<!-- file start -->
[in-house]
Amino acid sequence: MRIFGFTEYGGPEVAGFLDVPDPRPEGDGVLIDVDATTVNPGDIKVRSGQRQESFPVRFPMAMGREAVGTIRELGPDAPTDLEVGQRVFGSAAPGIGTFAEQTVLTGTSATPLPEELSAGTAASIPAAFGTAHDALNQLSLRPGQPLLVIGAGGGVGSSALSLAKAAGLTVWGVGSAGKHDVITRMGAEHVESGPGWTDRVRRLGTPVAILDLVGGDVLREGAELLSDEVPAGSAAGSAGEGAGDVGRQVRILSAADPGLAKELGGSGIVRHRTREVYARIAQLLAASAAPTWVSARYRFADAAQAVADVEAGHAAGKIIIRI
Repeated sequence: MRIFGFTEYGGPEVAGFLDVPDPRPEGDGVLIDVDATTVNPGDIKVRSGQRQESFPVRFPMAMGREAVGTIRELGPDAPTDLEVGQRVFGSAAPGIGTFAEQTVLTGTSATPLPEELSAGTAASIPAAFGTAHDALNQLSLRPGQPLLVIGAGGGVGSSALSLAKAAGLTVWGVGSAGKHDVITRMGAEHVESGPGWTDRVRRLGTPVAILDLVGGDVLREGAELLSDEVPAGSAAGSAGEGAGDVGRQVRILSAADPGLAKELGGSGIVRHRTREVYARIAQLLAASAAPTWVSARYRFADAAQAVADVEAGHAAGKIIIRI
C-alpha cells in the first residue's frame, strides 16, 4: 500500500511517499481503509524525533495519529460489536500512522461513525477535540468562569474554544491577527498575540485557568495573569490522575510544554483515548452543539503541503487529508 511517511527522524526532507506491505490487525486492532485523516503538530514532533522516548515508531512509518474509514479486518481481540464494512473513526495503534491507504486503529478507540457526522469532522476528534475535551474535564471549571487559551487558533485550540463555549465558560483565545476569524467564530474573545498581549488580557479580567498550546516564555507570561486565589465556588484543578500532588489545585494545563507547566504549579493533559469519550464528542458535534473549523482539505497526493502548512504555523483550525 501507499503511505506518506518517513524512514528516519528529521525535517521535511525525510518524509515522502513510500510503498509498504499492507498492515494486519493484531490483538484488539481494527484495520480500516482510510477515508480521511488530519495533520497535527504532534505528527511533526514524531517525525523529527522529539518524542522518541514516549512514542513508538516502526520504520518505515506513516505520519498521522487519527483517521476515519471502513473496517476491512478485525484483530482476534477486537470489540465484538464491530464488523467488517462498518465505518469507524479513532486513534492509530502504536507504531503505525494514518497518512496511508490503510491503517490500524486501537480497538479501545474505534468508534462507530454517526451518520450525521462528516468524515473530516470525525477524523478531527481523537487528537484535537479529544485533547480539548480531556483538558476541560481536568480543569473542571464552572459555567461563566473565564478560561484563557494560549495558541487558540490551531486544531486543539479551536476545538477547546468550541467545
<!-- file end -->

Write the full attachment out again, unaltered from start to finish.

[in-house]
Amino acid sequence: MRIFGFTEYGGPEVAGFLDVPDPRPEGDGVLIDVDATTVNPGDIKVRSGQRQESFPVRFPMAMGREAVGTIRELGPDAPTDLEVGQRVFGSAAPGIGTFAEQTVLTGTSATPLPEELSAGTAASIPAAFGTAHDALNQLSLRPGQPLLVIGAGGGVGSSALSLAKAAGLTVWGVGSAGKHDVITRMGAEHVESGPGWTDRVRRLGTPVAILDLVGGDVLREGAELLSDEVPAGSAAGSAGEGAGDVGRQVRILSAADPGLAKELGGSGIVRHRTREVYARIAQLLAASAAPTWVSARYRFADAAQAVADVEAGHAAGKIIIRI
Repeated sequence: MRIFGFTEYGGPEVAGFLDVPDPRPEGDGVLIDVDATTVNPGDIKVRSGQRQESFPVRFPMAMGREAVGTIRELGPDAPTDLEVGQRVFGSAAPGIGTFAEQTVLTGTSATPLPEELSAGTAASIPAAFGTAHDALNQLSLRPGQPLLVIGAGGGVGSSALSLAKAAGLTVWGVGSAGKHDVITRMGAEHVESGPGWTDRVRRLGTPVAILDLVGGDVLREGAELLSDEVPAGSAAGSAGEGAGDVGRQVRILSAADPGLAKELGGSGIVRHRTREVYARIAQLLAASAAPTWVSARYRFADAAQAVADVEAGHAAGKIIIRI
C-alpha cells in the first residue's frame, strides 16, 4: 500500500511517499481503509524525533495519529460489536500512522461513525477535540468562569474554544491577527498575540485557568495573569490522575510544554483515548452543539503541503487529508 511517511527522524526532507506491505490487525486492532485523516503538530514532533522516548515508531512509518474509514479486518481481540464494512473513526495503534491507504486503529478507540457526522469532522476528534475535551474535564471549571487559551487558533485550540463555549465558560483565545476569524467564530474573545498581549488580557479580567498550546516564555507570561486565589465556588484543578500532588489545585494545563507547566504549579493533559469519550464528542458535534473549523482539505497526493502548512504555523483550525 501507499503511505506518506518517513524512514528516519528529521525535517521535511525525510518524509515522502513510500510503498509498504499492507498492515494486519493484531490483538484488539481494527484495520480500516482510510477515508480521511488530519495533520497535527504532534505528527511533526514524531517525525523529527522529539518524542522518541514516549512514542513508538516502526520504520518505515506513516505520519498521522487519527483517521476515519471502513473496517476491512478485525484483530482476534477486537470489540465484538464491530464488523467488517462498518465505518469507524479513532486513534492509530502504536507504531503505525494514518497518512496511508490503510491503517490500524486501537480497538479501545474505534468508534462507530454517526451518520450525521462528516468524515473530516470525525477524523478531527481523537487528537484535537479529544485533547480539548480531556483538558476541560481536568480543569473542571464552572459555567461563566473565564478560561484563557494560549495558541487558540490551531486544531486543539479551536476545538477547546468550541467545